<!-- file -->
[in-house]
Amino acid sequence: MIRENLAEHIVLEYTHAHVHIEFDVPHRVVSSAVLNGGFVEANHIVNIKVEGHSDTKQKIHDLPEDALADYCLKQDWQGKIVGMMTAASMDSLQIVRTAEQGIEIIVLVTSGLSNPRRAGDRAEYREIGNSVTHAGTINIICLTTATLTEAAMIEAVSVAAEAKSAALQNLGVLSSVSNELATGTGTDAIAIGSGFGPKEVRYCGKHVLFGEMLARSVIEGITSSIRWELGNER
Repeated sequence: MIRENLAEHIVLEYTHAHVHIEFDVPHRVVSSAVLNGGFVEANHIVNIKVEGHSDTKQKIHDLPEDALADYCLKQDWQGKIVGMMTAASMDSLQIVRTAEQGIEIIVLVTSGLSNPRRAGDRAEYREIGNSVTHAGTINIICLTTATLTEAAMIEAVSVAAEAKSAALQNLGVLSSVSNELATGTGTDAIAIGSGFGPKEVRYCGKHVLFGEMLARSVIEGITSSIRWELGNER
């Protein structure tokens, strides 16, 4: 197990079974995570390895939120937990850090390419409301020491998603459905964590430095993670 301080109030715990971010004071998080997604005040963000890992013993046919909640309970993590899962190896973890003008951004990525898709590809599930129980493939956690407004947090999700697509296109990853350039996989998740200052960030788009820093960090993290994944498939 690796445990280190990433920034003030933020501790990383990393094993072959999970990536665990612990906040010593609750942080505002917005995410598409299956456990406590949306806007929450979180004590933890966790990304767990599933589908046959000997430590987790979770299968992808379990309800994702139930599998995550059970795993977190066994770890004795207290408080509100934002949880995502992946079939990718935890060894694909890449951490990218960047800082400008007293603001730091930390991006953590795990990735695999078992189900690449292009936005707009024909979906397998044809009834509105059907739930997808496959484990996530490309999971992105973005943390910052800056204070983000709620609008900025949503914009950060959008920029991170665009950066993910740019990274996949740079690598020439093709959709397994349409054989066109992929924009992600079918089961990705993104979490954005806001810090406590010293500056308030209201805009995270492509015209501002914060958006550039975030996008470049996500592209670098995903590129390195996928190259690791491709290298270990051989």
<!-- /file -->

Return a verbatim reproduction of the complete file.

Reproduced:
[in-house]
Amino acid sequence: MIRENLAEHIVLEYTHAHVHIEFDVPHRVVSSAVLNGGFVEANHIVNIKVEGHSDTKQKIHDLPEDALADYCLKQDWQGKIVGMMTAASMDSLQIVRTAEQGIEIIVLVTSGLSNPRRAGDRAEYREIGNSVTHAGTINIICLTTATLTEAAMIEAVSVAAEAKSAALQNLGVLSSVSNELATGTGTDAIAIGSGFGPKEVRYCGKHVLFGEMLARSVIEGITSSIRWELGNER
Repeated sequence: MIRENLAEHIVLEYTHAHVHIEFDVPHRVVSSAVLNGGFVEANHIVNIKVEGHSDTKQKIHDLPEDALADYCLKQDWQGKIVGMMTAASMDSLQIVRTAEQGIEIIVLVTSGLSNPRRAGDRAEYREIGNSVTHAGTINIICLTTATLTEAAMIEAVSVAAEAKSAALQNLGVLSSVSNELATGTGTDAIAIGSGFGPKEVRYCGKHVLFGEMLARSVIEGITSSIRWELGNER
């Protein structure tokens, strides 16, 4: 197990079974995570390895939120937990850090390419409301020491998603459905964590430095993670 301080109030715990971010004071998080997604005040963000890992013993046919909640309970993590899962190896973890003008951004990525898709590809599930129980493939956690407004947090999700697509296109990853350039996989998740200052960030788009820093960090993290994944498939 690796445990280190990433920034003030933020501790990383990393094993072959999970990536665990612990906040010593609750942080505002917005995410598409299956456990406590949306806007929450979180004590933890966790990304767990599933589908046959000997430590987790979770299968992808379990309800994702139930599998995550059970795993977190066994770890004795207290408080509100934002949880995502992946079939990718935890060894694909890449951490990218960047800082400008007293603001730091930390991006953590795990990735695999078992189900690449292009936005707009024909979906397998044809009834509105059907739930997808496959484990996530490309999971992105973005943390910052800056204070983000709620609008900025949503914009950060959008920029991170665009950066993910740019990274996949740079690598020439093709959709397994349409054989066109992929924009992600079918089961990705993104979490954005806001810090406590010293500056308030209201805009995270492509015209501002914060958006550039975030996008470049996500592209670098995903590129390195996928190259690791491709290298270990051989």